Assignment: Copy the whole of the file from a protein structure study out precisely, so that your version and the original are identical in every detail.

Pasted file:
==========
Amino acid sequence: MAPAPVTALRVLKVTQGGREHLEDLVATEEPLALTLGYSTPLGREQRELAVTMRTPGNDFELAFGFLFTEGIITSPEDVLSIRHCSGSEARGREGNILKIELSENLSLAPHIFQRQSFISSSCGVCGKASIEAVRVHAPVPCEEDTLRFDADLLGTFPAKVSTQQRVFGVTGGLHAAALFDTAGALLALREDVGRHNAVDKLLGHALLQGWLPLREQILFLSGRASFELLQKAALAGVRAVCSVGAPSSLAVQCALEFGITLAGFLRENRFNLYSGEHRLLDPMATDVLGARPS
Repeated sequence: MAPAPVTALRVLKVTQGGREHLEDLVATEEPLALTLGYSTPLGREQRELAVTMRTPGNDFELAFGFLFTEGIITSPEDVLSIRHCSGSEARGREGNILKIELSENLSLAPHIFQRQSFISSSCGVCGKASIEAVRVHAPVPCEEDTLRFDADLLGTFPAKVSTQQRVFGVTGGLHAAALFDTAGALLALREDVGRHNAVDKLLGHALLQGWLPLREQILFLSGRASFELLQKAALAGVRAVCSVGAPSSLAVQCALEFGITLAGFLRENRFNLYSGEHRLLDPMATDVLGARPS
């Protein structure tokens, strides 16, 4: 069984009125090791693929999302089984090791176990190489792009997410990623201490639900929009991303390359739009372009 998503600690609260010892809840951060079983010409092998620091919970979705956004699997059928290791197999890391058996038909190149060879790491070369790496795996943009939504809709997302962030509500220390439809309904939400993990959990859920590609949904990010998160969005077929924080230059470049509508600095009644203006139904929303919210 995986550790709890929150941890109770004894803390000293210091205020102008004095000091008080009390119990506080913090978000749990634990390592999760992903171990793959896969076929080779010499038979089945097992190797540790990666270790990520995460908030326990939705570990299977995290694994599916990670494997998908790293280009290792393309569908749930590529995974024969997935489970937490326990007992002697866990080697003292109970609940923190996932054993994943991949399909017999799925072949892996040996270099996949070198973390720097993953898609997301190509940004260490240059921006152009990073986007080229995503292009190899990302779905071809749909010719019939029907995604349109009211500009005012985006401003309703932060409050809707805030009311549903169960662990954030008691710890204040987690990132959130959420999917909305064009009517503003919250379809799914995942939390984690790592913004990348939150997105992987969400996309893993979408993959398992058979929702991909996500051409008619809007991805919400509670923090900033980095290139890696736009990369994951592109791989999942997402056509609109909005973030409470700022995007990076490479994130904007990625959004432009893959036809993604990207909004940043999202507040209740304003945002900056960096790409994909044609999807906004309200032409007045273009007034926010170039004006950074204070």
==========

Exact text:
Amino acid sequence: MAPAPVTALRVLKVTQGGREHLEDLVATEEPLALTLGYSTPLGREQRELAVTMRTPGNDFELAFGFLFTEGIITSPEDVLSIRHCSGSEARGREGNILKIELSENLSLAPHIFQRQSFISSSCGVCGKASIEAVRVHAPVPCEEDTLRFDADLLGTFPAKVSTQQRVFGVTGGLHAAALFDTAGALLALREDVGRHNAVDKLLGHALLQGWLPLREQILFLSGRASFELLQKAALAGVRAVCSVGAPSSLAVQCALEFGITLAGFLRENRFNLYSGEHRLLDPMATDVLGARPS
Repeated sequence: MAPAPVTALRVLKVTQGGREHLEDLVATEEPLALTLGYSTPLGREQRELAVTMRTPGNDFELAFGFLFTEGIITSPEDVLSIRHCSGSEARGREGNILKIELSENLSLAPHIFQRQSFISSSCGVCGKASIEAVRVHAPVPCEEDTLRFDADLLGTFPAKVSTQQRVFGVTGGLHAAALFDTAGALLALREDVGRHNAVDKLLGHALLQGWLPLREQILFLSGRASFELLQKAALAGVRAVCSVGAPSSLAVQCALEFGITLAGFLRENRFNLYSGEHRLLDPMATDVLGARPS
């Protein structure tokens, strides 16, 4: 069984009125090791693929999302089984090791176990190489792009997410990623201490639900929009991303390359739009372009 998503600690609260010892809840951060079983010409092998620091919970979705956004699997059928290791197999890391058996038909190149060879790491070369790496795996943009939504809709997302962030509500220390439809309904939400993990959990859920590609949904990010998160969005077929924080230059470049509508600095009644203006139904929303919210 995986550790709890929150941890109770004894803390000293210091205020102008004095000091008080009390119990506080913090978000749990634990390592999760992903171990793959896969076929080779010499038979089945097992190797540790990666270790990520995460908030326990939705570990299977995290694994599916990670494997998908790293280009290792393309569908749930590529995974024969997935489970937490326990007992002697866990080697003292109970609940923190996932054993994943991949399909017999799925072949892996040996270099996949070198973390720097993953898609997301190509940004260490240059921006152009990073986007080229995503292009190899990302779905071809749909010719019939029907995604349109009211500009005012985006401003309703932060409050809707805030009311549903169960662990954030008691710890204040987690990132959130959420999917909305064009009517503003919250379809799914995942939390984690790592913004990348939150997105992987969400996309893993979408993959398992058979929702991909996500051409008619809007991805919400509670923090900033980095290139890696736009990369994951592109791989999942997402056509609109909005973030409470700022995007990076490479994130904007990625959004432009893959036809993604990207909004940043999202507040209740304003945002900056960096790409994909044609999807906004309200032409007045273009007034926010170039004006950074204070």